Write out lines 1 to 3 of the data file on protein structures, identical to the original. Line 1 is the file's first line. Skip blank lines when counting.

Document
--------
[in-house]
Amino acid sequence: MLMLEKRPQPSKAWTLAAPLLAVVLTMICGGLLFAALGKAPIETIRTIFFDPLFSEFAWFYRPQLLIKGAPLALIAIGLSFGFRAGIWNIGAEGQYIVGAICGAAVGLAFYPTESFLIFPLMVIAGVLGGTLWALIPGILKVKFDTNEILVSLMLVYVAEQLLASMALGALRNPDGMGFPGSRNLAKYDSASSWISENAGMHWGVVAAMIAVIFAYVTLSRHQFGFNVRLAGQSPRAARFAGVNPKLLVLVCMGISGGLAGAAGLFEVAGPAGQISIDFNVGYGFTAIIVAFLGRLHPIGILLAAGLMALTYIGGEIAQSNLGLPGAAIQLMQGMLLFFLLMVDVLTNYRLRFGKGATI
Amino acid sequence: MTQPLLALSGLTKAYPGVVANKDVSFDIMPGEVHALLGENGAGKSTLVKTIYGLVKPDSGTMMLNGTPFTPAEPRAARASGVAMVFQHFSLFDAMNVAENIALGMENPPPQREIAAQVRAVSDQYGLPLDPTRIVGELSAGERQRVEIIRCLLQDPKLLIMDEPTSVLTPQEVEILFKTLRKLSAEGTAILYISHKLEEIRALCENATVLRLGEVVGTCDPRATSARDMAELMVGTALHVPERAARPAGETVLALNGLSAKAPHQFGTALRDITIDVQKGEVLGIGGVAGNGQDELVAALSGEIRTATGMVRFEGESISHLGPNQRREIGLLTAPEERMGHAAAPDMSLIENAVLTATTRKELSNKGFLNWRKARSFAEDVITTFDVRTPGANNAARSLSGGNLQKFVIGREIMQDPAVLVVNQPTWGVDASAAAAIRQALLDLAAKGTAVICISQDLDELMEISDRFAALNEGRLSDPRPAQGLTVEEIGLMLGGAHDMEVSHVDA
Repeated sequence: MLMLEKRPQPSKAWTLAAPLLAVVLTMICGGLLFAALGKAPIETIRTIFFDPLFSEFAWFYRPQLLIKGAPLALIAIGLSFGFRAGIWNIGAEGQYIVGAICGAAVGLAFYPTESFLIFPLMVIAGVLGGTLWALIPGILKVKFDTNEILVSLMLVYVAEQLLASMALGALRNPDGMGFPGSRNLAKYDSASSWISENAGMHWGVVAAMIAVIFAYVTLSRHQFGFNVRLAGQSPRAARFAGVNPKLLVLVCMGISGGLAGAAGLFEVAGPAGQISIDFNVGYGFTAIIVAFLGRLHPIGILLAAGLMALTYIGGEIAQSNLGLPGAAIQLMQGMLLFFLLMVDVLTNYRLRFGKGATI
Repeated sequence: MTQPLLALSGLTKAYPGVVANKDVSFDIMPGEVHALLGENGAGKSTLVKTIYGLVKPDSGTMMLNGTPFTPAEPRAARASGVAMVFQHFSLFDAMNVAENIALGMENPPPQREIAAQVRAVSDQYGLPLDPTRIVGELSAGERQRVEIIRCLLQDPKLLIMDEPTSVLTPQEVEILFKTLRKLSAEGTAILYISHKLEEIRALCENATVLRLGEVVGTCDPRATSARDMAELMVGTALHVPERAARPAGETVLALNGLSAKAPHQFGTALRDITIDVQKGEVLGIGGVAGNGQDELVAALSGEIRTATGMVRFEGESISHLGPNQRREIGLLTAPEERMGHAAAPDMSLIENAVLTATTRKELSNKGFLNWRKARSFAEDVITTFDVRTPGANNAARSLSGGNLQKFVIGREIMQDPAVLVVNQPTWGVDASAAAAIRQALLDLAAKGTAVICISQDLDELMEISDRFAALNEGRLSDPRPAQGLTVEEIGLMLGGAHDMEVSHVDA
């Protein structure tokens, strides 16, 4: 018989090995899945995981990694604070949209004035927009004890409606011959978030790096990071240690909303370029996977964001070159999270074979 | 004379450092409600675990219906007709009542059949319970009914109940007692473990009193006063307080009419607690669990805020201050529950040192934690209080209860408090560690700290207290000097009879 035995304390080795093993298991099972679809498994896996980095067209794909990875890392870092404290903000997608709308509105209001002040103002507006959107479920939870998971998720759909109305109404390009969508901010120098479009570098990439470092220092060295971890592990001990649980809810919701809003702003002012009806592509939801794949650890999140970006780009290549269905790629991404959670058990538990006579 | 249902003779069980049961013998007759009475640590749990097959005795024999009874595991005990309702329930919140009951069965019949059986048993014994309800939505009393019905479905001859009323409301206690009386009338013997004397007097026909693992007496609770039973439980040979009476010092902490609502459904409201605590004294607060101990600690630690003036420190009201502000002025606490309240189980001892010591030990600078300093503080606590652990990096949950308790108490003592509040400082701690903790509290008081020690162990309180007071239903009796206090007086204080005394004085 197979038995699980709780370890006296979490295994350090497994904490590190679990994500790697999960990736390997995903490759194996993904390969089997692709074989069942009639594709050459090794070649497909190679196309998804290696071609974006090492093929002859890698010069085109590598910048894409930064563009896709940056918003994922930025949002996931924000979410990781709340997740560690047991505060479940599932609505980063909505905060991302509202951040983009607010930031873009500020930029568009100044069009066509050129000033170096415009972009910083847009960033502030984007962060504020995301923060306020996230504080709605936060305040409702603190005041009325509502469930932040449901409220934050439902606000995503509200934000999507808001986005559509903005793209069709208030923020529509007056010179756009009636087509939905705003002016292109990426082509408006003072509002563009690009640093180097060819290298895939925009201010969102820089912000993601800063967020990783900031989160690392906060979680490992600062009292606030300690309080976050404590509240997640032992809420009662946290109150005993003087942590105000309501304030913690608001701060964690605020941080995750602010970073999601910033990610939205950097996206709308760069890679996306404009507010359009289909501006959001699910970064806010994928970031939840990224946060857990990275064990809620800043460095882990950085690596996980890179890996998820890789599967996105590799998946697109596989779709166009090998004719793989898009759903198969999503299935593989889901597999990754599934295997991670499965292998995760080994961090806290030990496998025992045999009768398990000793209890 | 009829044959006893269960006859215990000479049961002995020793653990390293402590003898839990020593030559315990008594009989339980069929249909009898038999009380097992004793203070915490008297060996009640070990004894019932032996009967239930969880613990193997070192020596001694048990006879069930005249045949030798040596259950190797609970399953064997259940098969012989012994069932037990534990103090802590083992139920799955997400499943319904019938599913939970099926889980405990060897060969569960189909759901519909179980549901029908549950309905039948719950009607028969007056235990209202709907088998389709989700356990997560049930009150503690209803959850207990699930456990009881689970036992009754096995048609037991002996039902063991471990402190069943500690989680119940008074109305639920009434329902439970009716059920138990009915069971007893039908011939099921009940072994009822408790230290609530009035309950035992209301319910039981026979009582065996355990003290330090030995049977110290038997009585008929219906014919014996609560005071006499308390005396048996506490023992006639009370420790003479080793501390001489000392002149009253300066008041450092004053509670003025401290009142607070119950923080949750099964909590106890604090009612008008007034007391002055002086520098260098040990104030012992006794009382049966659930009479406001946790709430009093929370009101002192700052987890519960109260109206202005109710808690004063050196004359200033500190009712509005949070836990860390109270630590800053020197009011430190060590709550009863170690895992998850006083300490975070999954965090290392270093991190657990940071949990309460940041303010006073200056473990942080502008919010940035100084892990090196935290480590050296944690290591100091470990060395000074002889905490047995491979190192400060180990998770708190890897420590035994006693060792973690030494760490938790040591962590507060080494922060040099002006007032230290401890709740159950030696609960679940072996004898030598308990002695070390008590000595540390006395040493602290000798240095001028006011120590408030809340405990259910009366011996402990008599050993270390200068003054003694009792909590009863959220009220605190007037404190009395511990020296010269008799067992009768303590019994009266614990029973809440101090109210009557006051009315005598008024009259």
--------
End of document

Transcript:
[in-house]
Amino acid sequence: MLMLEKRPQPSKAWTLAAPLLAVVLTMICGGLLFAALGKAPIETIRTIFFDPLFSEFAWFYRPQLLIKGAPLALIAIGLSFGFRAGIWNIGAEGQYIVGAICGAAVGLAFYPTESFLIFPLMVIAGVLGGTLWALIPGILKVKFDTNEILVSLMLVYVAEQLLASMALGALRNPDGMGFPGSRNLAKYDSASSWISENAGMHWGVVAAMIAVIFAYVTLSRHQFGFNVRLAGQSPRAARFAGVNPKLLVLVCMGISGGLAGAAGLFEVAGPAGQISIDFNVGYGFTAIIVAFLGRLHPIGILLAAGLMALTYIGGEIAQSNLGLPGAAIQLMQGMLLFFLLMVDVLTNYRLRFGKGATI
Amino acid sequence: MTQPLLALSGLTKAYPGVVANKDVSFDIMPGEVHALLGENGAGKSTLVKTIYGLVKPDSGTMMLNGTPFTPAEPRAARASGVAMVFQHFSLFDAMNVAENIALGMENPPPQREIAAQVRAVSDQYGLPLDPTRIVGELSAGERQRVEIIRCLLQDPKLLIMDEPTSVLTPQEVEILFKTLRKLSAEGTAILYISHKLEEIRALCENATVLRLGEVVGTCDPRATSARDMAELMVGTALHVPERAARPAGETVLALNGLSAKAPHQFGTALRDITIDVQKGEVLGIGGVAGNGQDELVAALSGEIRTATGMVRFEGESISHLGPNQRREIGLLTAPEERMGHAAAPDMSLIENAVLTATTRKELSNKGFLNWRKARSFAEDVITTFDVRTPGANNAARSLSGGNLQKFVIGREIMQDPAVLVVNQPTWGVDASAAAAIRQALLDLAAKGTAVICISQDLDELMEISDRFAALNEGRLSDPRPAQGLTVEEIGLMLGGAHDMEVSHVDA